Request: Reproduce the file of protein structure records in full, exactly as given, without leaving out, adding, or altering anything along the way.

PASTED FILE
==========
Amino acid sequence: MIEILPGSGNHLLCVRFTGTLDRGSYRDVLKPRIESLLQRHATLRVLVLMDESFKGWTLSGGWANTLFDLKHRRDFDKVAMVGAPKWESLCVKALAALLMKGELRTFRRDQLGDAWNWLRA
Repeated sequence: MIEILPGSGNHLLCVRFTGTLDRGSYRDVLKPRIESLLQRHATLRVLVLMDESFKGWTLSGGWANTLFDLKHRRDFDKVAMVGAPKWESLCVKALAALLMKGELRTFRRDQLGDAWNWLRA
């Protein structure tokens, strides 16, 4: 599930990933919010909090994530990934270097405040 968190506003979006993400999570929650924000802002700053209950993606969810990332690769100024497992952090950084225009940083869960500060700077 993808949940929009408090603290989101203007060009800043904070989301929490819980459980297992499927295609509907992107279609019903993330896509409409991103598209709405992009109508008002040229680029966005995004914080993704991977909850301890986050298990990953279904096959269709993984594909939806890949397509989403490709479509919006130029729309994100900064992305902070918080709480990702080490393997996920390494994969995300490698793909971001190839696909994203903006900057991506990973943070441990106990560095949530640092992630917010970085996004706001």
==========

Amino acid sequence: MIEILPGSGNHLLCVRFTGTLDRGSYRDVLKPRIESLLQRHATLRVLVLMDESFKGWTLSGGWANTLFDLKHRRDFDKVAMVGAPKWESLCVKALAALLMKGELRTFRRDQLGDAWNWLRA
Repeated sequence: MIEILPGSGNHLLCVRFTGTLDRGSYRDVLKPRIESLLQRHATLRVLVLMDESFKGWTLSGGWANTLFDLKHRRDFDKVAMVGAPKWESLCVKALAALLMKGELRTFRRDQLGDAWNWLRA
């Protein structure tokens, strides 16, 4: 599930990933919010909090994530990934270097405040 968190506003979006993400999570929650924000802002700053209950993606969810990332690769100024497992952090950084225009940083869960500060700077 993808949940929009408090603290989101203007060009800043904070989301929490819980459980297992499927295609509907992107279609019903993330896509409409991103598209709405992009109508008002040229680029966005995004914080993704991977909850301890986050298990990953279904096959269709993984594909939806890949397509989403490709479509919006130029729309994100900064992305902070918080709480990702080490393997996920390494994969995300490698793909971001190839696909994203903006900057991506990973943070441990106990560095949530640092992630917010970085996004706001």